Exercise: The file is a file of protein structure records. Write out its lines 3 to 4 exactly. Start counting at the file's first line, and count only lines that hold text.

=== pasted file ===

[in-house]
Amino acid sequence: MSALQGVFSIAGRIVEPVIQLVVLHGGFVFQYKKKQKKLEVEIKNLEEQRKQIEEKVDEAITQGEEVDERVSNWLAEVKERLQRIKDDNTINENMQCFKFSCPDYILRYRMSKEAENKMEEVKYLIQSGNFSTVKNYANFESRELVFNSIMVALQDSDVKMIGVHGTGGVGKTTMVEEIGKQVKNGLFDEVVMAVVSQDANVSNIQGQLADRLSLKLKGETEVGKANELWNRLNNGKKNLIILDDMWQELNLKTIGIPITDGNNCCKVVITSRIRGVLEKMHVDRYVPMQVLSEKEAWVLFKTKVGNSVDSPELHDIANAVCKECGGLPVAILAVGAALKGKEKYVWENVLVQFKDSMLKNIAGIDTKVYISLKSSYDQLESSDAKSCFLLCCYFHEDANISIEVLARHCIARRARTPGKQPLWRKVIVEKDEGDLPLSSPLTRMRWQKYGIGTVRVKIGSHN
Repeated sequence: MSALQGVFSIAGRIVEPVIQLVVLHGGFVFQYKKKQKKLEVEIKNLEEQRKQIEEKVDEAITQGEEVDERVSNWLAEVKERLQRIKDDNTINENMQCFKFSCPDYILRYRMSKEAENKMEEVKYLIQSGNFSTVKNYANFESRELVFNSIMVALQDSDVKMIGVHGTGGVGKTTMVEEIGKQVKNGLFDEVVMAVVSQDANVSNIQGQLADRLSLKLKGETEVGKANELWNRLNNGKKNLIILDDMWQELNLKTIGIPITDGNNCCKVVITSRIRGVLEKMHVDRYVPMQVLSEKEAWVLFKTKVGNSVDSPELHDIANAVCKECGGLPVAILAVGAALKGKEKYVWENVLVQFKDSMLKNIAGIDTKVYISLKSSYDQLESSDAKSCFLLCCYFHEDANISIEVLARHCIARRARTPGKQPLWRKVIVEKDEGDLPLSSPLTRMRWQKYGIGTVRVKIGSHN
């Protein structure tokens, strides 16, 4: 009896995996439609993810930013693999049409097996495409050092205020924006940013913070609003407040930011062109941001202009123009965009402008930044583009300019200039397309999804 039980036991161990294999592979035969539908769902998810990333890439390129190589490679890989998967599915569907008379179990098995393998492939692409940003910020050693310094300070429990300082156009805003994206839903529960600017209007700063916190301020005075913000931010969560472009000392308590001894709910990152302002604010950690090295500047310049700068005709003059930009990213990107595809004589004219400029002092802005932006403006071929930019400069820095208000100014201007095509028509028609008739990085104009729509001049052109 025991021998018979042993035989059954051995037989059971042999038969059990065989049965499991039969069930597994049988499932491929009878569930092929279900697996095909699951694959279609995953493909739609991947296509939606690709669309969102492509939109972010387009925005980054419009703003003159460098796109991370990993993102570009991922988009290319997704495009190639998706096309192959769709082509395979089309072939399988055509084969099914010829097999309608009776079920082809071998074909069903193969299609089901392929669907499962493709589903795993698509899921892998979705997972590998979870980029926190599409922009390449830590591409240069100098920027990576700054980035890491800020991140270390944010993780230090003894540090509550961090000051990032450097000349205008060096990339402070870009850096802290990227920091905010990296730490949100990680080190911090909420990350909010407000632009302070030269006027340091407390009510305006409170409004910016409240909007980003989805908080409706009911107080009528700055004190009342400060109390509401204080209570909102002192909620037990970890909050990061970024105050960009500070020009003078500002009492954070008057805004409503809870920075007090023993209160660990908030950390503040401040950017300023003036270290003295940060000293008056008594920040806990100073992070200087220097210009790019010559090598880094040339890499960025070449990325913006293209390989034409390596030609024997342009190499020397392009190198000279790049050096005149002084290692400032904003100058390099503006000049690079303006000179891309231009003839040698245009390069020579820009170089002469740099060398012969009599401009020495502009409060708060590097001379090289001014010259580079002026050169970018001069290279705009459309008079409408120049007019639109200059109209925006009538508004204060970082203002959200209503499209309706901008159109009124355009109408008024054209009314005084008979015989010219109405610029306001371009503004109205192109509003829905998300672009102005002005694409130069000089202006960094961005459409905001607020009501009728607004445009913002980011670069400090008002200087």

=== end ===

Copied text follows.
Repeated sequence: MSALQGVFSIAGRIVEPVIQLVVLHGGFVFQYKKKQKKLEVEIKNLEEQRKQIEEKVDEAITQGEEVDERVSNWLAEVKERLQRIKDDNTINENMQCFKFSCPDYILRYRMSKEAENKMEEVKYLIQSGNFSTVKNYANFESRELVFNSIMVALQDSDVKMIGVHGTGGVGKTTMVEEIGKQVKNGLFDEVVMAVVSQDANVSNIQGQLADRLSLKLKGETEVGKANELWNRLNNGKKNLIILDDMWQELNLKTIGIPITDGNNCCKVVITSRIRGVLEKMHVDRYVPMQVLSEKEAWVLFKTKVGNSVDSPELHDIANAVCKECGGLPVAILAVGAALKGKEKYVWENVLVQFKDSMLKNIAGIDTKVYISLKSSYDQLESSDAKSCFLLCCYFHEDANISIEVLARHCIARRARTPGKQPLWRKVIVEKDEGDLPLSSPLTRMRWQKYGIGTVRVKIGSHN
């Protein structure tokens, strides 16, 4: 009896995996439609993810930013693999049409097996495409050092205020924006940013913070609003407040930011062109941001202009123009965009402008930044583009300019200039397309999804 039980036991161990294999592979035969539908769902998810990333890439390129190589490679890989998967599915569907008379179990098995393998492939692409940003910020050693310094300070429990300082156009805003994206839903529960600017209007700063916190301020005075913000931010969560472009000392308590001894709910990152302002604010950690090295500047310049700068005709003059930009990213990107595809004589004219400029002092802005932006403006071929930019400069820095208000100014201007095509028509028609008739990085104009729509001049052109 025991021998018979042993035989059954051995037989059971042999038969059990065989049965499991039969069930597994049988499932491929009878569930092929279900697996095909699951694959279609995953493909739609991947296509939606690709669309969102492509939109972010387009925005980054419009703003003159460098796109991370990993993102570009991922988009290319997704495009190639998706096309192959769709082509395979089309072939399988055509084969099914010829097999309608009776079920082809071998074909069903193969299609089901392929669907499962493709589903795993698509899921892998979705997972590998979870980029926190599409922009390449830590591409240069100098920027990576700054980035890491800020991140270390944010993780230090003894540090509550961090000051990032450097000349205008060096990339402070870009850096802290990227920091905010990296730490949100990680080190911090909420990350909010407000632009302070030269006027340091407390009510305006409170409004910016409240909007980003989805908080409706009911107080009528700055004190009342400060109390509401204080209570909102002192909620037990970890909050990061970024105050960009500070020009003078500002009492954070008057805004409503809870920075007090023993209160660990908030950390503040401040950017300023003036270290003295940060000293008056008594920040806990100073992070200087220097210009790019010559090598880094040339890499960025070449990325913006293209390989034409390596030609024997342009190499020397392009190198000279790049050096005149002084290692400032904003100058390099503006000049690079303006000179891309231009003839040698245009390069020579820009170089002469740099060398012969009599401009020495502009409060708060590097001379090289001014010259580079002026050169970018001069290279705009459309008079409408120049007019639109200059109209925006009538508004204060970082203002959200209503499209309706901008159109009124355009109408008024054209009314005084008979015989010219109405610029306001371009503004109205192109509003829905998300672009102005002005694409130069000089202006960094961005459409905001607020009501009728607004445009913002980011670069400090008002200087």